Saturday, December 5, 2009

Part 4: NYDC Blues

After having returned to Washington I found myself watching television all the time. I’d watch Late Night with David Letterman every night, waiting for him to do one of those bits where he turns on the remote camera outside the Ed Sullivan Theater to check the goings-on there at 53d and Broadway. I’d seen him send a guy wearing a bear suit into Flashdancers, the strip joint down the street. I’d seen him call the phone booth on the corner to talk to some tourist who wasn’t able to get in to see the show, then bring him inside to give him ear muffs to help keep the poor soul warm in the cold New York air. I’d seen him bring the entire cast of Miss Saigon, all dressed to the nines in their red satin decadence, out onto the catwalk of the Broadway Theater to blow a collective kiss to the camera. After moving back to Washington I’d been watching the show faithfully in order to get even the tiniest dose of New York. Because after having lived there New York had become, for me, a habit as bad as that of the junkies on the corner of Avenue B and 4th St., which was where I lived during my tenure there. All I could think about was New York. And although in the past I had always been able to write despite whatever obsession or addiction afflicted me, for some reason I found that for me to write with this particular monkey on my back—a monkey with a Big Apple in its mouth—was impossible.

My friend Jim suggested that to solve this problem I should just lay on the sofa all day reading. He figured that reading the work of other writers would inspire me to pick up a pen or start hitting the keys on the typewriter. My friend Leah thought I should consider how old I was—that a person in his mid-thirties like myself should be much further along in his career, and that to have a case of writer’s block at this early phase was totally absurd. She figured that, if I were to concentrate on these pathetic truths, the guilt emanating from my superego would put words in my head and, subsequently, down on the page. Finally, my friend Eddie advised me to do the local poetry slam. “Because you have to go as low as you can possibly imagine,” he said, “and that poetry slam shit is about the lowest thing I can think of. And when you clean house there at the bottom of the dung heap—and you will clean house—you’ll be inspired.”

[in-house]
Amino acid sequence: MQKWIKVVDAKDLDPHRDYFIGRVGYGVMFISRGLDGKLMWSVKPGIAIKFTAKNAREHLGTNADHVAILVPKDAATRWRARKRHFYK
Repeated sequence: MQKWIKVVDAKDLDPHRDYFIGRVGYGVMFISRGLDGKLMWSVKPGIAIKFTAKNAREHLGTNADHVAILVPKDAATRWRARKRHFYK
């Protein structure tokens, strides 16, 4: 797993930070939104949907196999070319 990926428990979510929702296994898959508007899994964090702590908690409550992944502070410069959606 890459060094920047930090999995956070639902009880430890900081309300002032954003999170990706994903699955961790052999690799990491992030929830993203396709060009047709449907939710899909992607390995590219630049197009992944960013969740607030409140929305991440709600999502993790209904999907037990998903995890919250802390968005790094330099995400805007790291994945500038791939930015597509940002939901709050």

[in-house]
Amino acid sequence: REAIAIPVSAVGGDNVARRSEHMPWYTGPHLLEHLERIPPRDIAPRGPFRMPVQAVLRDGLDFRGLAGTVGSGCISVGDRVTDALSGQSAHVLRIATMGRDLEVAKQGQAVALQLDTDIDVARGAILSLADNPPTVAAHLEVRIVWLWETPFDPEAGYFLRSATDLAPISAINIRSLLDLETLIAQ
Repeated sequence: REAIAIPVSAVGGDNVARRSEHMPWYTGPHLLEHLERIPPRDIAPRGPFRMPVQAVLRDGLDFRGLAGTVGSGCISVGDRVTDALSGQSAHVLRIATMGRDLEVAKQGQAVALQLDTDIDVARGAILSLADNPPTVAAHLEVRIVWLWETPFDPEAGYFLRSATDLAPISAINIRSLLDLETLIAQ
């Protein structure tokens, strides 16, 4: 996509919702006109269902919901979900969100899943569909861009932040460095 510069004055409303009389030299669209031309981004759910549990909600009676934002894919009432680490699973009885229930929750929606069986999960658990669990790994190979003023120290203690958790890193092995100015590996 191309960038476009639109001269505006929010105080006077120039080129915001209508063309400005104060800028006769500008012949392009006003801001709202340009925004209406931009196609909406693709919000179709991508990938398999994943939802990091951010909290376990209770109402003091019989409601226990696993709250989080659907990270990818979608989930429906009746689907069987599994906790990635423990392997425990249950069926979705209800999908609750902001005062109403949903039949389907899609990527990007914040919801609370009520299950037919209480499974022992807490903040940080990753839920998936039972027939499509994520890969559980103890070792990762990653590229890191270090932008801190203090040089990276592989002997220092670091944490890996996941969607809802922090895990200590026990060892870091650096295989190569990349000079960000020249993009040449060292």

It seemed that everyone I knew in Washington had suggestions on how I could get myself started again. Everyone except Neal.

“I have no advice for you,” he told me over dinner at Kenny Rogers’ Roasters.

He picked up a spoonful of macaroni and cheese, but instead of putting it in his mouth he gestured with it.

“Your not being able to write is just laziness,” he said, pointing the macaroni and cheese at my nose. Pulling back the spoon he added, “And this whole concept of writer’s block is just bullshit.” He paused, then quickly brought the spoonful of macaroni and cheese into his mouth and swallowed.

I went home that night and sat in front of the typewriter. I sat there for what seemed like hours and still nothing was happening in my mind save for a lengthy series of ruminations on New York, none of which I could translate into even the simplest poem or short story. So I turned on the television. And as I watched I took inventory, in my mind, of the differences between New York and Washington. By noting the differences I thought I might find, if not the solution, then at least a clue as to why my obsession with New York was preventing me from writing here in Washington.

The first and most obvious difference between the two cities was that compared to New York, Washington was slow, very slow. Rush hour in D.C is like 4am in Manhattan. As for 4am in Washington—well, there’s no equivalent of that in New York, nothing quite as scary, nothing that will make the adrenalin rush so quickly through your body that you feel your veins will burst. And although New York may have it over D.C. as far as the speed of life goes, when it comes to the danger one feels being out on the street late at night, Washington is the clear winner. This is a fact New Yorkers are beginning to be aware of, and when I went to rent a truck to move my belongings back to Washington, the guy behind the bullet proof glass at the U-Haul office in East Harlem asked me, “Is it as bad down there in Washington as they say?”

“Worse,” I answered, even though at the time I had changed my mind about the difficulties of living in Washington. “And it won’t be enough to call in the National Guard. Mayor Kelly should bring in the Marines at the very least. And if they call in the Army, Navy, and Air Force too, then so much the better.”

“Man,” he said, his mouth agape, “and I thought things were tough in this neighborhood.”

“No, things up here are fine. In fact I moved up to New York so I could relax and take it easy. I wanted to live in a place where I could walk the streets at dawn and not have to watch my back. But with the situation in Washington being what it is I have no choice but to go back. I’ve got family down there, you know.”

“I hear you, man. Things are really tough down there.”